Depot Brings In “Parts-On-Demand” Sioux Business



Depot Brings In “Parts-On-Demand” Sioux Business
e-Volume 8, Issue 7
e-Volume 8, Issue 7
October 15, 2010
October 15, 2010
Congressman and AMC Commanding General Meet at Depot
By Ed Mickley, CCAD Public Affairs
Corpus Christi Army Depot, TX
(Sept. 9, 2010) – Congressman Solomon P. Ortiz and Gen. Ann E. Dunwoody, Commanding General, Army
Materiel Command met here Sept. 9, to
discuss the depot’s impact on the local
community and the support for Warfighters.
The general, along with Col. Christopher B. Carlile, CCAD Commander,
and Jim Dwyer, AMC Director of Support Operations, updated the congressman on issues that included programs,
employment, production, community
support and AMC’s role in empowering the depot.
One potential program is the OH58C model to “D” model conversion.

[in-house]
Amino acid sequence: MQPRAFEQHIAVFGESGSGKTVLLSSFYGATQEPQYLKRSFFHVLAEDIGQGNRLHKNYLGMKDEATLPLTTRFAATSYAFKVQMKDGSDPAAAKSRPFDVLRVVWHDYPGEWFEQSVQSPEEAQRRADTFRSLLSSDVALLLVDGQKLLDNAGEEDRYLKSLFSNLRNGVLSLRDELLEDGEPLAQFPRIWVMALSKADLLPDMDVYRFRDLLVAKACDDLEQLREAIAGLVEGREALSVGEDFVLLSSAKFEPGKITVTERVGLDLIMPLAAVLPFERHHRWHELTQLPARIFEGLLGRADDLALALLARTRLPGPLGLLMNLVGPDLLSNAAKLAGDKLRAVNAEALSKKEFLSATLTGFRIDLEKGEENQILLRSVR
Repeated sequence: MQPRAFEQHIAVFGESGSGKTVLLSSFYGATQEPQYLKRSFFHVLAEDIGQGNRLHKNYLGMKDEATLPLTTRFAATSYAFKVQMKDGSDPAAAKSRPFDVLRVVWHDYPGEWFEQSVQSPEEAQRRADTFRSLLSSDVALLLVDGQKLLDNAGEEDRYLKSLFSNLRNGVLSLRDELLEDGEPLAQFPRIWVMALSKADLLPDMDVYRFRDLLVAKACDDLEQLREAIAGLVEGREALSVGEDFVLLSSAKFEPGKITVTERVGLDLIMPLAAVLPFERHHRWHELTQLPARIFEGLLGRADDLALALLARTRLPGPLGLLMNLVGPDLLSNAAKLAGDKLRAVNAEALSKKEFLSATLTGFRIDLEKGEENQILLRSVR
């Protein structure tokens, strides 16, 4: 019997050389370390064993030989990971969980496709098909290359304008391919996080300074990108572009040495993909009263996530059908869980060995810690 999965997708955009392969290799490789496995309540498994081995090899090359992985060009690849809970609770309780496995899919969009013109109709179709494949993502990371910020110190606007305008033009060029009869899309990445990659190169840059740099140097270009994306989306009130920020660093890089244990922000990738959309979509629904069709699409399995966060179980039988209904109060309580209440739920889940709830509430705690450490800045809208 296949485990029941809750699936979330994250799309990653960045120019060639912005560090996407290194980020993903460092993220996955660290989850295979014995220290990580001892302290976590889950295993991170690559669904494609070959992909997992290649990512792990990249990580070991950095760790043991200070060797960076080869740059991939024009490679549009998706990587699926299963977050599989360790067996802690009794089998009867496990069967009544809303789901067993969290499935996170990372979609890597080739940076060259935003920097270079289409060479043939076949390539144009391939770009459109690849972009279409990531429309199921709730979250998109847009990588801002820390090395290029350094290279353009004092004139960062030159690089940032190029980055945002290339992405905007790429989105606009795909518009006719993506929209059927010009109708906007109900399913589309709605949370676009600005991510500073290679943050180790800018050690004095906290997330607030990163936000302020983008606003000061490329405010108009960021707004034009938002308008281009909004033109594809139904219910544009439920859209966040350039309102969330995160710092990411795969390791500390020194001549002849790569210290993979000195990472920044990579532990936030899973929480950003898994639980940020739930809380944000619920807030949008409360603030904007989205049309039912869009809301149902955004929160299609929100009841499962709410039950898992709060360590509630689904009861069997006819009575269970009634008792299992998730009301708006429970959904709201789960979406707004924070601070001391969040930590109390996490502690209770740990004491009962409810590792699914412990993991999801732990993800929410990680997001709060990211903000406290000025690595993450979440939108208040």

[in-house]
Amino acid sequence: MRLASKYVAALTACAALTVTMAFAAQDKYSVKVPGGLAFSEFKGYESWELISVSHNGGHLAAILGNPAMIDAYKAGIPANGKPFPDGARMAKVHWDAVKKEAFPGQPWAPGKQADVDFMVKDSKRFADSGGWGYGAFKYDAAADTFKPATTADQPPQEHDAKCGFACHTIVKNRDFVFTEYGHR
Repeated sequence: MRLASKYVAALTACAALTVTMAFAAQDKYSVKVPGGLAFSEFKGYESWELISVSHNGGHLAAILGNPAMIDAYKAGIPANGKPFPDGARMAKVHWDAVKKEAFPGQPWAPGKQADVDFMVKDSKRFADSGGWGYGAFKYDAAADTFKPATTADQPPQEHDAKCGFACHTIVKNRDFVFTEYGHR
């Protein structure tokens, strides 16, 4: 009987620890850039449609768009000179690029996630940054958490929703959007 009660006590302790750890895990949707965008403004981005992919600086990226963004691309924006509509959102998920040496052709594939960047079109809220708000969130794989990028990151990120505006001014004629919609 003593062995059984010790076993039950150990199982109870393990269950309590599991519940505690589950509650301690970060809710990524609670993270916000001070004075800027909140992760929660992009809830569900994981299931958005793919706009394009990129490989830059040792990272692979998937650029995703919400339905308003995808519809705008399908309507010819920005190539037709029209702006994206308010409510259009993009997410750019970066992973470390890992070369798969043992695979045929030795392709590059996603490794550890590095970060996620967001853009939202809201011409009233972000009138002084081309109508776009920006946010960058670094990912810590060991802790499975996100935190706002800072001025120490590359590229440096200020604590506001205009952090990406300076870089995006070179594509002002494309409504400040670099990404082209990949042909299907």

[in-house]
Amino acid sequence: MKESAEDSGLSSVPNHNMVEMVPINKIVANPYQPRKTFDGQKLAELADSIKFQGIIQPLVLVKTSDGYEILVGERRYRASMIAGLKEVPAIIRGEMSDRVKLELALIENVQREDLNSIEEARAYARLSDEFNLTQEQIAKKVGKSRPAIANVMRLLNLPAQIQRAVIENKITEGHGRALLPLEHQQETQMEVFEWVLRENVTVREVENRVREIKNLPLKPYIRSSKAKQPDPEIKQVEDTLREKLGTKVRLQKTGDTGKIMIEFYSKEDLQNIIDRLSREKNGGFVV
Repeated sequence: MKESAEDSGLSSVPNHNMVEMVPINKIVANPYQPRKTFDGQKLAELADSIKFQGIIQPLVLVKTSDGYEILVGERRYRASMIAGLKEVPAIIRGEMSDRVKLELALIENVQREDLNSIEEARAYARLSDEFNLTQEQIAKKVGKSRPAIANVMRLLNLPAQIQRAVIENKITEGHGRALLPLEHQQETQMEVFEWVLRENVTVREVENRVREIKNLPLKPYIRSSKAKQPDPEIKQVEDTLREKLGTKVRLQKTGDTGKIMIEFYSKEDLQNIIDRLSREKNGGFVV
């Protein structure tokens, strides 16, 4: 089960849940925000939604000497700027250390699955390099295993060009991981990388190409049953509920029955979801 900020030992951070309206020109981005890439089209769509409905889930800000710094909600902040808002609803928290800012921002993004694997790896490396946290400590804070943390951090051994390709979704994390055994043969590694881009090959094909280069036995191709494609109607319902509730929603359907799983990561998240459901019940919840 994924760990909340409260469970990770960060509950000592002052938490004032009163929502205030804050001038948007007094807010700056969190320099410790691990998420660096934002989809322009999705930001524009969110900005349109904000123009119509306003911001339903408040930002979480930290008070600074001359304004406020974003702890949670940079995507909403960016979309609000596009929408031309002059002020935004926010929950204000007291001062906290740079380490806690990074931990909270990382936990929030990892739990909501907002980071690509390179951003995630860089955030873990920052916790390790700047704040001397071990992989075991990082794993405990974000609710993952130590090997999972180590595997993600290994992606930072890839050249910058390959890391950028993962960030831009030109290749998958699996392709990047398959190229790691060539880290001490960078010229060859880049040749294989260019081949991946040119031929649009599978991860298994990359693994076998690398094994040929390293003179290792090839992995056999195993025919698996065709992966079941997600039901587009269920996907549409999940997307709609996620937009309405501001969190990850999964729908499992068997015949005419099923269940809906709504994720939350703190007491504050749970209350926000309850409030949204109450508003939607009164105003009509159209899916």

Used extensively in Afghanistan, the
OH-58 Kiowa Warriors are in short
supply due to their supposed phase-out
and replacement by the Armed Reconnaisance Helicopter, a program that has
since been shut down.
The Army wants Kiowa Warriors as
an integral piece of the Combat Avia-
Congressman Solomon P. Ortiz is updated by Gen. Ann E. Dunwoody, Commanding General, Army Materiel Command during a meeting hosted at Corpus Christi Army Depot, Sept. 9, 2010. Photo by Ed Mickley.
tion Brigade for several more years and
instituted a pilot program to recapitalize the helicopters. “Recap” is part of
the Army’s effort to reduce platform
sustainment costs and contain the expense of replacing aging helicopters.
CCAD’s maintenance,
repair, and overhaul artisans generate assets for
Army Aviation that are
equal to or better than a
new one and presently repair OH-58 Kiowa Warrior crash or battle damaged airframes, returning
them to the fight.
This program could
employ additional workers adding to the depot’s